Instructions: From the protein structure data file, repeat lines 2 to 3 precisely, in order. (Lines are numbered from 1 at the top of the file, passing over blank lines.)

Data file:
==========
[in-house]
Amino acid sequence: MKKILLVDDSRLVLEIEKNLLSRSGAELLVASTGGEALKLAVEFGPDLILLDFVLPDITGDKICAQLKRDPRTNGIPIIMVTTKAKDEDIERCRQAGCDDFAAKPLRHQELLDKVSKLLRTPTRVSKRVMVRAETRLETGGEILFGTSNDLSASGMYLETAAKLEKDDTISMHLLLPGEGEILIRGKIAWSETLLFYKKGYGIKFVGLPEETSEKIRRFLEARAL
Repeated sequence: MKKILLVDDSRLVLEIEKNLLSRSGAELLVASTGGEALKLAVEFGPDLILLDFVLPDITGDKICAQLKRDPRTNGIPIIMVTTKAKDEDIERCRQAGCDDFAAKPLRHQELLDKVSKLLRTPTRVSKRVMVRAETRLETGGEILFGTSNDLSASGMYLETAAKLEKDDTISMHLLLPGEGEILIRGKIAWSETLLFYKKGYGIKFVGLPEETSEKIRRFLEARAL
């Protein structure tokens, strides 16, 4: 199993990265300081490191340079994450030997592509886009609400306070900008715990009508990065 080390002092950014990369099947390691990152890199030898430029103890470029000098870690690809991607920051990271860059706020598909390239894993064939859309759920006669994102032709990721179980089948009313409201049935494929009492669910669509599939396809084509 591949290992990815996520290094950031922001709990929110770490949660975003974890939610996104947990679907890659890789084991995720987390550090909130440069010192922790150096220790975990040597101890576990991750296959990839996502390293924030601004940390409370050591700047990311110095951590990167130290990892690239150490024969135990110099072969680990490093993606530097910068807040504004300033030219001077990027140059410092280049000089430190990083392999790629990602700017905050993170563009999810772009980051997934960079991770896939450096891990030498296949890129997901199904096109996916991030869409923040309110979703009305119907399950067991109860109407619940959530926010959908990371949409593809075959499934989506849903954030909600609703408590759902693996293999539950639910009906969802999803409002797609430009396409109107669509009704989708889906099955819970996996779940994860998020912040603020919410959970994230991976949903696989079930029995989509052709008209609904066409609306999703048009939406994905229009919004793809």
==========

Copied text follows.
Amino acid sequence: MKKILLVDDSRLVLEIEKNLLSRSGAELLVASTGGEALKLAVEFGPDLILLDFVLPDITGDKICAQLKRDPRTNGIPIIMVTTKAKDEDIERCRQAGCDDFAAKPLRHQELLDKVSKLLRTPTRVSKRVMVRAETRLETGGEILFGTSNDLSASGMYLETAAKLEKDDTISMHLLLPGEGEILIRGKIAWSETLLFYKKGYGIKFVGLPEETSEKIRRFLEARAL
Repeated sequence: MKKILLVDDSRLVLEIEKNLLSRSGAELLVASTGGEALKLAVEFGPDLILLDFVLPDITGDKICAQLKRDPRTNGIPIIMVTTKAKDEDIERCRQAGCDDFAAKPLRHQELLDKVSKLLRTPTRVSKRVMVRAETRLETGGEILFGTSNDLSASGMYLETAAKLEKDDTISMHLLLPGEGEILIRGKIAWSETLLFYKKGYGIKFVGLPEETSEKIRRFLEARAL